There’s more than a whiff of early Dylan on Jason McNiff. Perhaps its impossible for any guitarist singer songwriter to avoid the influence. But McNiff performs his self-penned ballads with the tropes of the past as blocks with which to build. He doesn’t copy the past. He just doesn’t seem worried when he’s mining a familiar vein of folk history.
The importance of authenticity in folk has always been an important part of the musical discussion. So what does it mean when you have a Bradford, England-born singer guitarist of Polish and Irish descent performing Americana roots style music? Darned if I know, I just know it sounds good. The music is by turns melodic and pretty, heartfelt without being cloying and filled with clean pickin’. The earnest lyrics express yearnings for other people, other places and other times, but seem situated right in the present moment: the moment one decides to howl at the moon or leave the seaside town for home.
Of course there are love songs and ones about the human condition. McNiff pays attention to the importance of experiencing the world with and through others. He writes poetically about shared connections and often expresses himself with the “we” pronoun. This makes everything personal and communal at the same time. He presumes we share his values and that his observations resonate in all of us.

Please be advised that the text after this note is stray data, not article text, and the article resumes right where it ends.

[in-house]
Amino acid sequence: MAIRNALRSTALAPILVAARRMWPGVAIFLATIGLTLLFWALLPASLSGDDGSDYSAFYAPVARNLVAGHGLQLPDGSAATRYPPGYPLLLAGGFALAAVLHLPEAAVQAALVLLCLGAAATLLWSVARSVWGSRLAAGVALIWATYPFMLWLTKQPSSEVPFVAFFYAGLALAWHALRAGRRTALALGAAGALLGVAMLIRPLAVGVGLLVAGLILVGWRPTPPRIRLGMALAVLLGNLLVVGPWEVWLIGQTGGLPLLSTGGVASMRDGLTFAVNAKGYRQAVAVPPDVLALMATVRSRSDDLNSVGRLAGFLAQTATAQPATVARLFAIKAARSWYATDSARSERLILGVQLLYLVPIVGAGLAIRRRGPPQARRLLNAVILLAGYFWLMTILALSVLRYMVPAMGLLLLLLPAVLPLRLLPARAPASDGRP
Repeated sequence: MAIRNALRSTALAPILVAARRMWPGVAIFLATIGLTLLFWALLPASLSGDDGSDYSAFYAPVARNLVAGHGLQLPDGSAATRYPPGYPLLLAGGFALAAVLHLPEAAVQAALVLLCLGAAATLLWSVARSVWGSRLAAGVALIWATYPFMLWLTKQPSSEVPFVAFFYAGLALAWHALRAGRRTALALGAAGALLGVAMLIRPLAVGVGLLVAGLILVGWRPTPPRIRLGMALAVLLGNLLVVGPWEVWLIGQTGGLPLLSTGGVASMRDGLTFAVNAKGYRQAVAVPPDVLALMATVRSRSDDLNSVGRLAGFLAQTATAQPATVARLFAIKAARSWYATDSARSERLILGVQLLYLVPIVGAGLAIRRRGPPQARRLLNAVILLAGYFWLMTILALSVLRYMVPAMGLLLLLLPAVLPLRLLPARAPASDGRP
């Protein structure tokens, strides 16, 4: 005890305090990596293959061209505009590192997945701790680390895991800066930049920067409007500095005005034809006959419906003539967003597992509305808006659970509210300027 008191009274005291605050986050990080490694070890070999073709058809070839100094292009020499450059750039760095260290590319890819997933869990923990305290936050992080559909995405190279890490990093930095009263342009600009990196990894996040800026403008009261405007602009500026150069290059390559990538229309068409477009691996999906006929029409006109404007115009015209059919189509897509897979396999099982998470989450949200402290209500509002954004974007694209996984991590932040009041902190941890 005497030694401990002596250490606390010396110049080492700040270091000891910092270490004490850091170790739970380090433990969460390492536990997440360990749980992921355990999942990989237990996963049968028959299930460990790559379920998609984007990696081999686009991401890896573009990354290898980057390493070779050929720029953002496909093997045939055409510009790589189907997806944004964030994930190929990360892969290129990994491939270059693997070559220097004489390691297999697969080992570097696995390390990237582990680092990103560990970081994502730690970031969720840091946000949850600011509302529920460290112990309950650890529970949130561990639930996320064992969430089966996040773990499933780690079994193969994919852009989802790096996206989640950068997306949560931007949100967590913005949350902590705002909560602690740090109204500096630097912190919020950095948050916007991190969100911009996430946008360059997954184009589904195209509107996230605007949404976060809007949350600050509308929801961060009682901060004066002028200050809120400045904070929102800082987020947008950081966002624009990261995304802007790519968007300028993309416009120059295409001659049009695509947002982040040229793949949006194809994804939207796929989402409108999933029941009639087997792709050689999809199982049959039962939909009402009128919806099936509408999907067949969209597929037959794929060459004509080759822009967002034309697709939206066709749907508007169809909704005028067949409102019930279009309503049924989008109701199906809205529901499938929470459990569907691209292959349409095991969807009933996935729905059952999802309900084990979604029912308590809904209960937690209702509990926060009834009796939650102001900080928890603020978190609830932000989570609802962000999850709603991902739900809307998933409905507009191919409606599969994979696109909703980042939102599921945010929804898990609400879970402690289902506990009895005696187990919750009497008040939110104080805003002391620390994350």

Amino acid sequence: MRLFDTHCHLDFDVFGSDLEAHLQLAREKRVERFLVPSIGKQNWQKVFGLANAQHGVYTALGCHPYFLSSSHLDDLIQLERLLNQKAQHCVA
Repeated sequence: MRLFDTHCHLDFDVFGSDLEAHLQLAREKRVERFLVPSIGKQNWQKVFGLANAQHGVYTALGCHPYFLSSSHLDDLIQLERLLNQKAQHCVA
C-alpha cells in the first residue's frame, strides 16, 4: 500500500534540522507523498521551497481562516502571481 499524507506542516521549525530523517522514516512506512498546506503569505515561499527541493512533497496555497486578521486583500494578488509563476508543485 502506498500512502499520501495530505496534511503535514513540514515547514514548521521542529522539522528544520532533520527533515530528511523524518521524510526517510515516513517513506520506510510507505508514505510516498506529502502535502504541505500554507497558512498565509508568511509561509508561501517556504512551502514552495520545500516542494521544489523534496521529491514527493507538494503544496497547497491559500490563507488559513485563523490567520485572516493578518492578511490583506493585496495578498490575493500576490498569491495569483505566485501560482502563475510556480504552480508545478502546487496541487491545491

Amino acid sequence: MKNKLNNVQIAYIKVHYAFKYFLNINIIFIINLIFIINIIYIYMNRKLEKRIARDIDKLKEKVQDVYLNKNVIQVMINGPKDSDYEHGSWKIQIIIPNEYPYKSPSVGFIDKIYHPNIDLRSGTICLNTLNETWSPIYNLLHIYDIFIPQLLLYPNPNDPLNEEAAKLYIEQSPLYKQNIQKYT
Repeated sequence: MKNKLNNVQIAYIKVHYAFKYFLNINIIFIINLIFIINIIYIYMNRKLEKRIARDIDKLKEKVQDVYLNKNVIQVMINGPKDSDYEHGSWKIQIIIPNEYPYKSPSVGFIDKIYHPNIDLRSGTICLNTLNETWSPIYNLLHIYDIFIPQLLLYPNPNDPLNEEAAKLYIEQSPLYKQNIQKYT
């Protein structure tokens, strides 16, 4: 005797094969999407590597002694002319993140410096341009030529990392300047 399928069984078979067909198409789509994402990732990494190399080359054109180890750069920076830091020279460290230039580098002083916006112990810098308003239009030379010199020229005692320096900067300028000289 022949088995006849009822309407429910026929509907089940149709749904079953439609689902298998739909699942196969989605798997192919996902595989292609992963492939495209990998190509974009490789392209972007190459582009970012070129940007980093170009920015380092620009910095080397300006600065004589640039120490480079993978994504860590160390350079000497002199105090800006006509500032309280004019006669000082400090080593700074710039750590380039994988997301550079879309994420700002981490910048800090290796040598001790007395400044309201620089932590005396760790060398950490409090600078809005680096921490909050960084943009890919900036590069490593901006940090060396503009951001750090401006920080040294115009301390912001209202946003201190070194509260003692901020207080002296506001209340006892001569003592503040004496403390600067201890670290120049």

While McNiff wrote and produced the album, he employs a coterie of notable plays that include Graham Knight on piano, bass, and organ, Francesco Moneti on violin and mandolin, and Lizzie O’Connor on mandolin and banjo. The instrument blend to create a foggy and woodsy atmosphere. The disc has a natural and organic sound that complements its themes on our innate sensibilities. We love yet fear pain caused by love. We live and fear the end life in death, etc….
The track “April Cruel” refers to T.S. Eliot’s famous poetic line about April being the cruelest month. For Eliot, the change of season takes one out of one’s lovely internal solitude and brings one into the fertile and carnal rites of Spring. McNiff reinforces that message by recalling the words of an earlier poet as he quotes Walt Whitman’s line about “when lilacs last in dooryard bloom’d.” Whitman’s poem was about death. McNiff cites Whitman and recalls Eliot as a way of expressing his distaste for this time of year “I don’t even like this season” because it brings forth the memory of a girl he loved who hurt him badly.
McNiff quotes from popular source as well. One can hear references to other folk pop artists like Paul Simon and John Denver on such songs as “Bus of Tears”, and there are many other examples. But McNiff does something original and quite lovely with the material. Good folk can weave from the traditional fabrics and add one’s own idiosyncratic way of seeing he world in a seamless tapestry if the creator knows how to mix and match the materials. Much of the fun of listening to this record is to listen to where McNiff’s rambling will take you. He invokes past and present, fictional and real places, and what he thinks and how others see the world in a lively musical repartee. When you get done playing the disc, you are glad for the ride and tempted to go back on again real soon.